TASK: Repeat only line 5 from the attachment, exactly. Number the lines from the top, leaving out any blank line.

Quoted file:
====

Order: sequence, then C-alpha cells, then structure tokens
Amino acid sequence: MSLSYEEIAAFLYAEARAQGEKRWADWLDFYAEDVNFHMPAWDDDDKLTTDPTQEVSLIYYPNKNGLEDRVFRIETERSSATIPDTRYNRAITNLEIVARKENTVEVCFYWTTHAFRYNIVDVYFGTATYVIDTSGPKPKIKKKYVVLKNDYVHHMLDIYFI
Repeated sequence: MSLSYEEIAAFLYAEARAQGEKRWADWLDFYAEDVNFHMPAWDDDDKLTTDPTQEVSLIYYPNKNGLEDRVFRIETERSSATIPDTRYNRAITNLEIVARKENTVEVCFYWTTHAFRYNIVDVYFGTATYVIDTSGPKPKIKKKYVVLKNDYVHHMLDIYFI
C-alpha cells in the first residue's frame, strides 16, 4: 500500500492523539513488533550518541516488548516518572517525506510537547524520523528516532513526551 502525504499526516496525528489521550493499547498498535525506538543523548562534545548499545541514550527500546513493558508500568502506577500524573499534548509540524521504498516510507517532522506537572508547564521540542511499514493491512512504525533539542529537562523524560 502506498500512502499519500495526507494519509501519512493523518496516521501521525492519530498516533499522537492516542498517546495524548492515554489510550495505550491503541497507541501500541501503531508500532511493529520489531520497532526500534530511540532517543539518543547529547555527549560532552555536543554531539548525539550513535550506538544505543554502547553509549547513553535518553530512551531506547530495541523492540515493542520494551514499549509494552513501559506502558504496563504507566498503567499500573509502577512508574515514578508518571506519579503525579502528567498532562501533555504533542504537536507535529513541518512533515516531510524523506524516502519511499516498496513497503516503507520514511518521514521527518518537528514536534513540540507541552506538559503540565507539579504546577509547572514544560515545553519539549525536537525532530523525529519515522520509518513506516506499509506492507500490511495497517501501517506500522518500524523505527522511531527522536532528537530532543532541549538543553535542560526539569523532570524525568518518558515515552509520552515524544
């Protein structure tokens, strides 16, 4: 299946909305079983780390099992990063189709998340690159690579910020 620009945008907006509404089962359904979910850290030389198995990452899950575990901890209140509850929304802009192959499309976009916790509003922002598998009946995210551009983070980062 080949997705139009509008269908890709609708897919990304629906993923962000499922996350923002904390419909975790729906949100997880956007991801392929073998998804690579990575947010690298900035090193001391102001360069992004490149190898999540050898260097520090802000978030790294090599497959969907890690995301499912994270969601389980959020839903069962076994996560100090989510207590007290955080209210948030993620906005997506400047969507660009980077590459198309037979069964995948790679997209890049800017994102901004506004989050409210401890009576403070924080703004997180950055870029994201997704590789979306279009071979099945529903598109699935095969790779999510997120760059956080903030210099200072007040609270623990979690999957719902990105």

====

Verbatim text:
């Protein structure tokens, strides 16, 4: 299946909305079983780390099992990063189709998340690159690579910020 620009945008907006509404089962359904979910850290030389198995990452899950575990901890209140509850929304802009192959499309976009916790509003922002598998009946995210551009983070980062 080949997705139009509008269908890709609708897919990304629906993923962000499922996350923002904390419909975790729906949100997880956007991801392929073998998804690579990575947010690298900035090193001391102001360069992004490149190898999540050898260097520090802000978030790294090599497959969907890690995301499912994270969601389980959020839903069962076994996560100090989510207590007290955080209210948030993620906005997506400047969507660009980077590459198309037979069964995948790679997209890049800017994102901004506004989050409210401890009576403070924080703004997180950055870029994201997704590789979306279009071979099945529903598109699935095969790779999510997120760059956080903030210099200072007040609270623990979690999957719902990105």